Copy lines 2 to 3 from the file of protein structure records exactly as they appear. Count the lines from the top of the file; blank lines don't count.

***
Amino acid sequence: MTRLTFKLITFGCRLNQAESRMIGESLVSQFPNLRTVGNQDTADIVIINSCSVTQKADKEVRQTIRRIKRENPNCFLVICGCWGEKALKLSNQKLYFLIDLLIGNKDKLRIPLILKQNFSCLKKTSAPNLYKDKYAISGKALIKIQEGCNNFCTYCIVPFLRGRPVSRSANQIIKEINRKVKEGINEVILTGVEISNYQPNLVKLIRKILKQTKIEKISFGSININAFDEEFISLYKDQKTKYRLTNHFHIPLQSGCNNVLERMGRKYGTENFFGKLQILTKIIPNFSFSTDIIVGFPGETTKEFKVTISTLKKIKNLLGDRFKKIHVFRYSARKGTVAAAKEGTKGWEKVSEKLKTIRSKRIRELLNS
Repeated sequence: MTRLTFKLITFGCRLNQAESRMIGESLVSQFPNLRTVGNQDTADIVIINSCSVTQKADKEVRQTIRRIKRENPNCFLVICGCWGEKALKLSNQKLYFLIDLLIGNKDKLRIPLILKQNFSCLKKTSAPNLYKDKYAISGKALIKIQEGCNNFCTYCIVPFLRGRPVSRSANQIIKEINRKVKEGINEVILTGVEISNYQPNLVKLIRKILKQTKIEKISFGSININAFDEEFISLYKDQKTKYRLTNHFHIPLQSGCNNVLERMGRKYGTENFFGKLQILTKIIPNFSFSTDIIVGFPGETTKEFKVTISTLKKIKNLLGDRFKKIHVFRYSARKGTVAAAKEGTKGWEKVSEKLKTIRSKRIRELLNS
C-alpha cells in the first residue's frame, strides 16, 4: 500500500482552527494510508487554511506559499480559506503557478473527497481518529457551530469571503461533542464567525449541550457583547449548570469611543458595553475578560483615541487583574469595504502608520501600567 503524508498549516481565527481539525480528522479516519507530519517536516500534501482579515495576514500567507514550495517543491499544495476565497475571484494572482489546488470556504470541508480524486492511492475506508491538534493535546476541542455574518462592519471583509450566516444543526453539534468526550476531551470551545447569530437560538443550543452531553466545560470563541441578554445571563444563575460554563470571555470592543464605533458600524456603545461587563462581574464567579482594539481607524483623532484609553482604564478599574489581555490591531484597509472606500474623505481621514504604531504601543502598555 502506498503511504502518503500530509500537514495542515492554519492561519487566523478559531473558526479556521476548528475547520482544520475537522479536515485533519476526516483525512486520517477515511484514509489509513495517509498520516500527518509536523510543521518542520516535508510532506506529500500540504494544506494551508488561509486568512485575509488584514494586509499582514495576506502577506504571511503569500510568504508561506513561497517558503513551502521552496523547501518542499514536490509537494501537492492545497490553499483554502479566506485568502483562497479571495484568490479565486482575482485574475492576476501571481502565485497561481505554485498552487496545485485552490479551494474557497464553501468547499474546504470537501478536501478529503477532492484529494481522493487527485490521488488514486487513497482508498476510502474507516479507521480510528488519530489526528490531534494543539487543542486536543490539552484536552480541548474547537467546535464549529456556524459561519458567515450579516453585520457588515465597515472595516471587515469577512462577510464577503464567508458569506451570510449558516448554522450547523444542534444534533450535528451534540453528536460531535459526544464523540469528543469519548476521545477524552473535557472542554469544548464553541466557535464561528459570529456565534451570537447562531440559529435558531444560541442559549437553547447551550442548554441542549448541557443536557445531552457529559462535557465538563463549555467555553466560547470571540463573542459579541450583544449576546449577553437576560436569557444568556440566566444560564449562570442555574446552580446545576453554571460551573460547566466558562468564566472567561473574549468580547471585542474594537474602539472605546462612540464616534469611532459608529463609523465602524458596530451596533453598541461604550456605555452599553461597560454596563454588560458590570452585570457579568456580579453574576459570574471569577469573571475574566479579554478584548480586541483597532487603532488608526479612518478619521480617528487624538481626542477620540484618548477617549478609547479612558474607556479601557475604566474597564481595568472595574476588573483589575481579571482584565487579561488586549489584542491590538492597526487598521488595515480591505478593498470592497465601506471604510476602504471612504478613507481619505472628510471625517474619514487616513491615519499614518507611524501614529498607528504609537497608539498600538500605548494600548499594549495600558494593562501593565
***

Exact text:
Repeated sequence: MTRLTFKLITFGCRLNQAESRMIGESLVSQFPNLRTVGNQDTADIVIINSCSVTQKADKEVRQTIRRIKRENPNCFLVICGCWGEKALKLSNQKLYFLIDLLIGNKDKLRIPLILKQNFSCLKKTSAPNLYKDKYAISGKALIKIQEGCNNFCTYCIVPFLRGRPVSRSANQIIKEINRKVKEGINEVILTGVEISNYQPNLVKLIRKILKQTKIEKISFGSININAFDEEFISLYKDQKTKYRLTNHFHIPLQSGCNNVLERMGRKYGTENFFGKLQILTKIIPNFSFSTDIIVGFPGETTKEFKVTISTLKKIKNLLGDRFKKIHVFRYSARKGTVAAAKEGTKGWEKVSEKLKTIRSKRIRELLNS
C-alpha cells in the first residue's frame, strides 16, 4: 500500500482552527494510508487554511506559499480559506503557478473527497481518529457551530469571503461533542464567525449541550457583547449548570469611543458595553475578560483615541487583574469595504502608520501600567 503524508498549516481565527481539525480528522479516519507530519517536516500534501482579515495576514500567507514550495517543491499544495476565497475571484494572482489546488470556504470541508480524486492511492475506508491538534493535546476541542455574518462592519471583509450566516444543526453539534468526550476531551470551545447569530437560538443550543452531553466545560470563541441578554445571563444563575460554563470571555470592543464605533458600524456603545461587563462581574464567579482594539481607524483623532484609553482604564478599574489581555490591531484597509472606500474623505481621514504604531504601543502598555 502506498503511504502518503500530509500537514495542515492554519492561519487566523478559531473558526479556521476548528475547520482544520475537522479536515485533519476526516483525512486520517477515511484514509489509513495517509498520516500527518509536523510543521518542520516535508510532506506529500500540504494544506494551508488561509486568512485575509488584514494586509499582514495576506502577506504571511503569500510568504508561506513561497517558503513551502521552496523547501518542499514536490509537494501537492492545497490553499483554502479566506485568502483562497479571495484568490479565486482575482485574475492576476501571481502565485497561481505554485498552487496545485485552490479551494474557497464553501468547499474546504470537501478536501478529503477532492484529494481522493487527485490521488488514486487513497482508498476510502474507516479507521480510528488519530489526528490531534494543539487543542486536543490539552484536552480541548474547537467546535464549529456556524459561519458567515450579516453585520457588515465597515472595516471587515469577512462577510464577503464567508458569506451570510449558516448554522450547523444542534444534533450535528451534540453528536460531535459526544464523540469528543469519548476521545477524552473535557472542554469544548464553541466557535464561528459570529456565534451570537447562531440559529435558531444560541442559549437553547447551550442548554441542549448541557443536557445531552457529559462535557465538563463549555467555553466560547470571540463573542459579541450583544449576546449577553437576560436569557444568556440566566444560564449562570442555574446552580446545576453554571460551573460547566466558562468564566472567561473574549468580547471585542474594537474602539472605546462612540464616534469611532459608529463609523465602524458596530451596533453598541461604550456605555452599553461597560454596563454588560458590570452585570457579568456580579453574576459570574471569577469573571475574566479579554478584548480586541483597532487603532488608526479612518478619521480617528487624538481626542477620540484618548477617549478609547479612558474607556479601557475604566474597564481595568472595574476588573483589575481579571482584565487579561488586549489584542491590538492597526487598521488595515480591505478593498470592497465601506471604510476602504471612504478613507481619505472628510471625517474619514487616513491615519499614518507611524501614529498607528504609537497608539498600538500605548494600548499594549495600558494593562501593565